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Retro 5|10: April 2004 and 2009
16th April 2004
2004 was a bit of a low point for Nokia who couldn't quite find the right formula with customers despite coming out with some radical designs. The Nokia N-Gage QD was an attempt to revive the ill-fated N-Gage gaming platform with something a little less clunky, but in the end the N-Gage only managed to attract a small but quite loyal following and Nokia never repeated the experiment again. On the other end of the design scale, the Nokia 6610i was a nasty and very basic camera phone which simply didn't meet the standards that customers wanted even ten years ago.
Japanese manufacturer Sharp had a very close relationship with Vodafone because of Vodafone's operations in Japan, so it was unusual to see a Sharp handset with anyone else.. in this case T-Mobile. The Sharp TM-100 slider outclassed most of the competition when it came to specifications, especially with the screen and camera, although it wasn't the breakthrough device that Sharp needed.
Samsung promised a whole range of interesting devices, but many of them never made it to market. Out of these, the Samsung i700 was a notable early Windows smartphone device which did ship to customers. Conversely, the curious Samsung i500 a proposed PalmOS clamshell phone with a touchscreen never made it to market, neither did the strange but funky looking Samsung X900 and indeed many other products they announced during 2004.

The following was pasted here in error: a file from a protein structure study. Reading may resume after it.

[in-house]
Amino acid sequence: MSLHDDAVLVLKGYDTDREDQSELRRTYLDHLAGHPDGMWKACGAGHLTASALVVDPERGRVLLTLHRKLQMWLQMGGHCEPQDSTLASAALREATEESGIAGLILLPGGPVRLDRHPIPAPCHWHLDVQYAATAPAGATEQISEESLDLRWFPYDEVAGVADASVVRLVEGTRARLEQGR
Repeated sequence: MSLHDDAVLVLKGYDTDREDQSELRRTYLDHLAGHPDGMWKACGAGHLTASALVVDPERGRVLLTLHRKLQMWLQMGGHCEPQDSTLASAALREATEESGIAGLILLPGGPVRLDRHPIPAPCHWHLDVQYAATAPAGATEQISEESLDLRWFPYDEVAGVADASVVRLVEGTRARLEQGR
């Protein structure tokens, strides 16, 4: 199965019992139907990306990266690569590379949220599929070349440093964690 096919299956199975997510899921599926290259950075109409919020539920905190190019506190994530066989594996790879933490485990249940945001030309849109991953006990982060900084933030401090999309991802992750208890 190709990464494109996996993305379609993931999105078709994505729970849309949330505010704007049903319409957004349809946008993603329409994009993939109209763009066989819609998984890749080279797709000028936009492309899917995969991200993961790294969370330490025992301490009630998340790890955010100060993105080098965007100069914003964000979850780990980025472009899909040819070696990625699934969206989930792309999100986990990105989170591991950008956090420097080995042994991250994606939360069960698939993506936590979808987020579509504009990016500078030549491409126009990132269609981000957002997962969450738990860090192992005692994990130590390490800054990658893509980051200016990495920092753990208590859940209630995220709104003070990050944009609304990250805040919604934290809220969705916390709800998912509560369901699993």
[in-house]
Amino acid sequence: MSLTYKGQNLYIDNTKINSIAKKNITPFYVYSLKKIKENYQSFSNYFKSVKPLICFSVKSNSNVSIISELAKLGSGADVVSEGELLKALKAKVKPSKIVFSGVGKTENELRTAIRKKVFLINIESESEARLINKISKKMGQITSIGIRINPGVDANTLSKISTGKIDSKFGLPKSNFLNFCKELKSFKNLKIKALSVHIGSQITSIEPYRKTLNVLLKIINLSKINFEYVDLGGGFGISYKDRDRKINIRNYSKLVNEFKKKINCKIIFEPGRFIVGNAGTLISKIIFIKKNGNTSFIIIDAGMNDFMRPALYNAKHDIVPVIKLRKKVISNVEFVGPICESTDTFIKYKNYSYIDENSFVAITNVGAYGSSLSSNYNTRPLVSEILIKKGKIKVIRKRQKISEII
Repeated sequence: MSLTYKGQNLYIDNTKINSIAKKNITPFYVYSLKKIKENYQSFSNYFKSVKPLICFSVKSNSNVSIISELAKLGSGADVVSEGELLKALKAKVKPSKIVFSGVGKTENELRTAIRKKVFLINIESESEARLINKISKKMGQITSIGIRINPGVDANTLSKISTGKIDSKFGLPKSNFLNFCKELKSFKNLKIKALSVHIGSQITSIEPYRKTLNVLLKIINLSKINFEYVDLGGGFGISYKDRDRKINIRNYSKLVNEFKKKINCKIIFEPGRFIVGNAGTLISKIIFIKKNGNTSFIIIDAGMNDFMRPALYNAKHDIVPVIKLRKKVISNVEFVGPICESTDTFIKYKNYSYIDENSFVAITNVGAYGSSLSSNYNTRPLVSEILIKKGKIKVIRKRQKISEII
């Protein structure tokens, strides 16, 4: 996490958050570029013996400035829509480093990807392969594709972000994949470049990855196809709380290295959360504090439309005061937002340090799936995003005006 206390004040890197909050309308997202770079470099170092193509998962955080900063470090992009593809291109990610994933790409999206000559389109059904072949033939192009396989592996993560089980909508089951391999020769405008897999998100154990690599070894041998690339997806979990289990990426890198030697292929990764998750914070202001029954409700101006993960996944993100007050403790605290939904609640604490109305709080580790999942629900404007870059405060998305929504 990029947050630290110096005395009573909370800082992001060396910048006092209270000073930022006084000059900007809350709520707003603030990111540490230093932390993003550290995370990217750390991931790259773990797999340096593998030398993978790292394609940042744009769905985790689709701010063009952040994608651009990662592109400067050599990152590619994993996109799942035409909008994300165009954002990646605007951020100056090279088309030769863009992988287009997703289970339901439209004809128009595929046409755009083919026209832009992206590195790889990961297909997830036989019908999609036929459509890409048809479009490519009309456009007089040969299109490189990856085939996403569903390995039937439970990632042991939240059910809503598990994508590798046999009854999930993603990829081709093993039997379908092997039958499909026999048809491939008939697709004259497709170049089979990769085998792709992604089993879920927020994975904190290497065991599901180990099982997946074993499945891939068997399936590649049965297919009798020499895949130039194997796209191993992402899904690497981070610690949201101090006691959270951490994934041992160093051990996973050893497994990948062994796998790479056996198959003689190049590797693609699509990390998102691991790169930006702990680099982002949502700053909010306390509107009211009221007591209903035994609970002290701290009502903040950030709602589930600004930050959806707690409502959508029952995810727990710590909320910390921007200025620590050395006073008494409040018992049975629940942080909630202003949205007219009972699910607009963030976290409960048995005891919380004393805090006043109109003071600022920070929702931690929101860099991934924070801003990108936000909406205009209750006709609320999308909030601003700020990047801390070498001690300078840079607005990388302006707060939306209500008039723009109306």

The Samsung I7500 is the original Samsung Galaxy smartphone, and was one of the very first Android devices to market. Although the I7500 is somewhat unimpressive in hardware terms, it did spawn the world's best-selling smartphone range which still carries the "Galaxy" name. Samsung were also years ahead in pioneering dual-SIM phones, and the Samsung B5702 DUOS was a simple and effective way of putting two SIMs into one device.
8 megapixel phones were very rare in 2009, and the LG KC910i Renoir touchscreen phone was about as advanced as they came, but the Renoir was only a feature phone and ultimately this made it less appealing to a market had seen what the iPhone could do.
Nokia were pioneering with NFC-capable devices, and the Nokia 6216 Classic was one of a tiny number of NFC devices to have been announced. Five years on, NFC is still a solution looking for a problem, and in the end the 6216 itself was cancelled before release.
The last of the traditional Sidekick range, the T-Mobile Sidekick LX 2009 joined the family of messaging devices that had proved a massive hit in the US, although they had limited success elsewhere. Although the Sidekick demonstrated that feature phones could still sell, a catastrophic data outage later in 2009 effectively killed the range off forever.
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